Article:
Attack the Block manages to come up with something new in a genre that hasn’t even been trying. From creature design to story structure to its completely unflinching take on some pretty scary alien violence, it succeeds. A violent, gory, action movie which also comments on the lives of frightened people living in a crummy apartment complex full of absent parents and pre-teen drug dealers? What’s not to love? Cornish’s sci-fi movie is a grand mix of alien entertainment and subtle social commentary. It’s relevant without being preachy, violent without being gratuitous, and action packed without skimping on character. Attack the Block is proof that you don’t need a big Hollywood effects budget to do science fiction right.

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The 8 Best Sci-Fi Ideas In 2011 Movies

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Science fiction, unlike any other genre is about more than just characters or even good storytelling. Whether those ideas resulted in thought-provoking discourse, unimaginable creatures, or simply really cool gadgets we think it’s worth remembering the best of them. These are the 8 best science fiction ideas captured on film in 2011.

WARNING! The following article contains significant spoilers for some 2011 movies. If you don’t want to know, don’t go any further.


Blind, Hairy Aliens With Glowing Teeth
Blacker than midnight and without eyes of any kind, the aliens in Attack the Block look more like a hairy hole in the fabric of space than an actual creature, at least until they open their mouths. Thanks to the neon colors flowing through their innards, the extraterrestrials’ vicious looking fangs glow when they open their maw and go in for the kill. It’s a clever creature design, a great example of limited budget forcing filmmakers to think outside the box. It’s especially noteworthy in a year where so many big budget alien movies seemed to have run out of ways to make aliens look interesting. The best JJ Abrams’ mega-budgeted Super 8 could come up with was a giant spider and the less said about the generic outer space creatures in Battle: LA the better. Attack the Block deserves a lot of credit for creating creatures we’ve never seen before and then doing something cool with them.

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The 4 Most Unfairly Overlooked Sci-Fi Movies Of 2011

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Next week we’ll put together our best science fiction of 2011 list, but before we do that, it seems worthwhile to stop and take a look back at a few movies you might have missed. Maybe they never got a wide release in your area, maybe you were scared away by bad reviews, maybe you simply never got around to seeing them. But here are four really good science fiction films which we think more people should have seen, even if they didn’t.

Attack the Block
Box Office: Never cracked top 30 / $1 mil domestic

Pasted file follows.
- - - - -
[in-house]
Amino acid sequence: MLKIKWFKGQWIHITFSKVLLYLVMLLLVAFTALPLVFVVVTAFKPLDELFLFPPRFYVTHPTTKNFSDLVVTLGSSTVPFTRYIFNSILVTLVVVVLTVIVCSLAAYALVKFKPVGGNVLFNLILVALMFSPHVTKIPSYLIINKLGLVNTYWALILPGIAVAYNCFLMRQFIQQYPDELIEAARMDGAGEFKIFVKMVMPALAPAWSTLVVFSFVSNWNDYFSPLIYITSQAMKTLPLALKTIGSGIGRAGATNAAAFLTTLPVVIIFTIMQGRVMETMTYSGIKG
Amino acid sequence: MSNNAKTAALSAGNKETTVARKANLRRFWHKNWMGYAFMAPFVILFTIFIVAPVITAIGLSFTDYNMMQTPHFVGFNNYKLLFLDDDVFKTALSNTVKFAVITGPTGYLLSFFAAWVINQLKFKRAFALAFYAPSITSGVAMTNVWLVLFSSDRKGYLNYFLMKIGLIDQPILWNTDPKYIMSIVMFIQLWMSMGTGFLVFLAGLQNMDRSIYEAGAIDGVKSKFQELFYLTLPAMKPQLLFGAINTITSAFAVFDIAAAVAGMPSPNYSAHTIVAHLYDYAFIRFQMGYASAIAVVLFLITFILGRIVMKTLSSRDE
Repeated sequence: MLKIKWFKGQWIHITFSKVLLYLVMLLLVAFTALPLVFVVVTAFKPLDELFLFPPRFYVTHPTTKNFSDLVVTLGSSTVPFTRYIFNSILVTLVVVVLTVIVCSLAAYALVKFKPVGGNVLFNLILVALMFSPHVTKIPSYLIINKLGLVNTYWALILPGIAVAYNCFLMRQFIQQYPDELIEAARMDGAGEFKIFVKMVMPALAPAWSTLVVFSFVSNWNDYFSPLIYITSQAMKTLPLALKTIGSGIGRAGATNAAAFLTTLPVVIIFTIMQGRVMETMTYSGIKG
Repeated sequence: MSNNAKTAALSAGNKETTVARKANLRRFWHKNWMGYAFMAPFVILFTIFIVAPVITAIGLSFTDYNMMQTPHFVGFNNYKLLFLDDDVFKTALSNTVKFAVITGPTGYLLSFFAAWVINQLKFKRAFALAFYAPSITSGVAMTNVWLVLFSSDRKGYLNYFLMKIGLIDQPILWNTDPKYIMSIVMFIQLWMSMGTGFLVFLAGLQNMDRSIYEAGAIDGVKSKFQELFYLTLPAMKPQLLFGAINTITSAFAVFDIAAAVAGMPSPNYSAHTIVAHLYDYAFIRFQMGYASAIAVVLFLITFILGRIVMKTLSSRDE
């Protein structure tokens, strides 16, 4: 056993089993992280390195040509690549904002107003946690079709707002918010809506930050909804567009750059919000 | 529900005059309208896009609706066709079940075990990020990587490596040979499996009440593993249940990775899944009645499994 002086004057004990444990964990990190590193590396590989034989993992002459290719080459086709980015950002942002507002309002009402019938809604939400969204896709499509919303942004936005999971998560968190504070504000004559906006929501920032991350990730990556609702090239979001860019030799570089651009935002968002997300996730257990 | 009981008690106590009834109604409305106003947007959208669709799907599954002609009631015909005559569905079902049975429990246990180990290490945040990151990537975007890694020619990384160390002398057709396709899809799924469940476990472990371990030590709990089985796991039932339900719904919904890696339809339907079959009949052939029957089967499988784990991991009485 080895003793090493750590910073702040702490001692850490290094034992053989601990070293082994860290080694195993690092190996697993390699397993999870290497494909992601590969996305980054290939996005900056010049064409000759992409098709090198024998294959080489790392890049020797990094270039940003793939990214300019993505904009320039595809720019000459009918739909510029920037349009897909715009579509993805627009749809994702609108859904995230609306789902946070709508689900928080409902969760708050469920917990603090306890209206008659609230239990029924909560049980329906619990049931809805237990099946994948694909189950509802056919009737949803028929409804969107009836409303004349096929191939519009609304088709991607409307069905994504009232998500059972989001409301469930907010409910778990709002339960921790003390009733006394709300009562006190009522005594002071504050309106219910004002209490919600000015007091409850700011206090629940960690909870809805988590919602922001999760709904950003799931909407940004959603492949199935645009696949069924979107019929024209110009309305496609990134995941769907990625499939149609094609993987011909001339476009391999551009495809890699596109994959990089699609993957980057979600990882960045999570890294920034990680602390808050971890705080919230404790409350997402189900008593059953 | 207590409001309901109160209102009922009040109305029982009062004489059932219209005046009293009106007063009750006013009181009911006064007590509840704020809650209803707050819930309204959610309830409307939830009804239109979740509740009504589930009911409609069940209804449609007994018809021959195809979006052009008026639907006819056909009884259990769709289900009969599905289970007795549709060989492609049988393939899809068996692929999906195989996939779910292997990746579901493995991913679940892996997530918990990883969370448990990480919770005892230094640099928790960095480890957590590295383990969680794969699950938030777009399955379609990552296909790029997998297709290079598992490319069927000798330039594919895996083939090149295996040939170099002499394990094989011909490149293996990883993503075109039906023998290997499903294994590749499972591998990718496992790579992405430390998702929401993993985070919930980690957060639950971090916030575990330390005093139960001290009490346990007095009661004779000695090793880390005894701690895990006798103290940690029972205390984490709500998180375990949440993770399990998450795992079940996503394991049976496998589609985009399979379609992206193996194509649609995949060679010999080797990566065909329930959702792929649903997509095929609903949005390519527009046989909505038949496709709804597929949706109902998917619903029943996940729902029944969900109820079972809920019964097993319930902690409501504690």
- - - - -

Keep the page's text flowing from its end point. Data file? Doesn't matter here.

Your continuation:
This low-budget indie got a lot of buzz coming out of the SXSW film festival in the spring, but when it finally showed up in theaters no one really talked about it. The fact that it was only in limited release probably prevented a lot of you from catching it, but the film did show up on your television through On Demand, which means it was at least available in some form to most potential viewers. It’s a shame then, that more of you didn’t see it because it’s not just good for a low-budget indie, it’s flat out good. There’s no need to grade Attack the Block on a budget curve.

The story’s pretty simple. Aliens attack and the only thing in their way is a group of inner-city London kids with a propensity for violence. What makes it different is the way none of the film’s human characters fit the usual stereotyped molds. And unlike a lot of other alien invasions this year, aliens aren’t used just because they don’t have the balls to show people fighting humans. There’s an actual sci-fi story going on here, set to the blazing beat of the perfect soundtrack. Attack the Block is unflinching in its violence, no character is safe, and it has something to say. Science fiction is always at its best when used to comment on modern problems, and Attack the Block does that brilliantly by delivering a thrilling action movie with unusual characters and freaky aliens unlike any you’ve ever seen.

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Attack The Block Review: 5 Reasons It’s The Best Sci-Fi Movie Of 2011

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Attack the BlockBy now you’ve at least heard of Attack the Block. Critics have been praising it since its debut at SXSW back in March and the film even had a limited theatrical release. Unfortunately that theatrical release was so limited that, odds are even if you were interested in seeing it, you couldn’t.

This week Attack the Block arrives on DVD and Video On Demand, and for most of the world this will be your one and only way to enjoy indie director Joe Cornish’s awesome alien invasion debut. It needs support from people like you and me, so I’m here to make one last plea for it: See Attack the Block. It lives up to the hype and, unless John Carter wows in a couple of months, it’s going to end up as the best science fiction movie of 2012. Here are five reasons why it’s worth your time…